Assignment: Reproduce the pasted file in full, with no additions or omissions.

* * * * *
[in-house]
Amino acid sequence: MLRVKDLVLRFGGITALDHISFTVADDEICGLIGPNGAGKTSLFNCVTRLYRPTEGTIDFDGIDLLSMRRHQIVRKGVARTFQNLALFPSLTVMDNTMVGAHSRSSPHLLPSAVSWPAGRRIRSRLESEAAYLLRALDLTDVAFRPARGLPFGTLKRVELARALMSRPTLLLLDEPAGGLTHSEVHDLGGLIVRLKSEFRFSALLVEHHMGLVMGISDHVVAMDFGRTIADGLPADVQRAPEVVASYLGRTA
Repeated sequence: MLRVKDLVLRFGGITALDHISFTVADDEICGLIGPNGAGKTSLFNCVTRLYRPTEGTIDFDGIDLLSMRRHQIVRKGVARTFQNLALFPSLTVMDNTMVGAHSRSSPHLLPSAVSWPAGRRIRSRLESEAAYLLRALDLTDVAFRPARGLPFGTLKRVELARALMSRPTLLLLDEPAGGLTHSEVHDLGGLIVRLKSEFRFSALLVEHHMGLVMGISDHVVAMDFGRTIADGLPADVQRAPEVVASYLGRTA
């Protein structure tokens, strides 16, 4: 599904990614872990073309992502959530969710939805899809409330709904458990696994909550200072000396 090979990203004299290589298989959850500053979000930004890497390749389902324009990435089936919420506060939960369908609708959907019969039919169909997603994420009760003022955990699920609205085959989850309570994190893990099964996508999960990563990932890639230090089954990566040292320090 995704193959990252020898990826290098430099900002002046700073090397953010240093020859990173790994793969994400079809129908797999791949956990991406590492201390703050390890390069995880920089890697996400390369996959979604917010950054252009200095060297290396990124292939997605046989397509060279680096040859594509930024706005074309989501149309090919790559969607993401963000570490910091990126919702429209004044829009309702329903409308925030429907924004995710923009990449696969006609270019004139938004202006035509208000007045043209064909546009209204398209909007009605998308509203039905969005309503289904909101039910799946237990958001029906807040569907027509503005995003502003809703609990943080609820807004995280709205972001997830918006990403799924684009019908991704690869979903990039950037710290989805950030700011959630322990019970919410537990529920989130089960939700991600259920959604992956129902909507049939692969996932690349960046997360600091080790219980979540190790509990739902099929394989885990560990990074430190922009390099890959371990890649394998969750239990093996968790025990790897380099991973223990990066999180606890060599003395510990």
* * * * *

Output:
[in-house]
Amino acid sequence: MLRVKDLVLRFGGITALDHISFTVADDEICGLIGPNGAGKTSLFNCVTRLYRPTEGTIDFDGIDLLSMRRHQIVRKGVARTFQNLALFPSLTVMDNTMVGAHSRSSPHLLPSAVSWPAGRRIRSRLESEAAYLLRALDLTDVAFRPARGLPFGTLKRVELARALMSRPTLLLLDEPAGGLTHSEVHDLGGLIVRLKSEFRFSALLVEHHMGLVMGISDHVVAMDFGRTIADGLPADVQRAPEVVASYLGRTA
Repeated sequence: MLRVKDLVLRFGGITALDHISFTVADDEICGLIGPNGAGKTSLFNCVTRLYRPTEGTIDFDGIDLLSMRRHQIVRKGVARTFQNLALFPSLTVMDNTMVGAHSRSSPHLLPSAVSWPAGRRIRSRLESEAAYLLRALDLTDVAFRPARGLPFGTLKRVELARALMSRPTLLLLDEPAGGLTHSEVHDLGGLIVRLKSEFRFSALLVEHHMGLVMGISDHVVAMDFGRTIADGLPADVQRAPEVVASYLGRTA
């Protein structure tokens, strides 16, 4: 599904990614872990073309992502959530969710939805899809409330709904458990696994909550200072000396 090979990203004299290589298989959850500053979000930004890497390749389902324009990435089936919420506060939960369908609708959907019969039919169909997603994420009760003022955990699920609205085959989850309570994190893990099964996508999960990563990932890639230090089954990566040292320090 995704193959990252020898990826290098430099900002002046700073090397953010240093020859990173790994793969994400079809129908797999791949956990991406590492201390703050390890390069995880920089890697996400390369996959979604917010950054252009200095060297290396990124292939997605046989397509060279680096040859594509930024706005074309989501149309090919790559969607993401963000570490910091990126919702429209004044829009309702329903409308925030429907924004995710923009990449696969006609270019004139938004202006035509208000007045043209064909546009209204398209909007009605998308509203039905969005309503289904909101039910799946237990958001029906807040569907027509503005995003502003809703609990943080609820807004995280709205972001997830918006990403799924684009019908991704690869979903990039950037710290989805950030700011959630322990019970919410537990529920989130089960939700991600259920959604992956129902909507049939692969996932690349960046997360600091080790219980979540190790509990739902099929394989885990560990990074430190922009390099890959371990890649394998969750239990093996968790025990790897380099991973223990990066999180606890060599003395510990």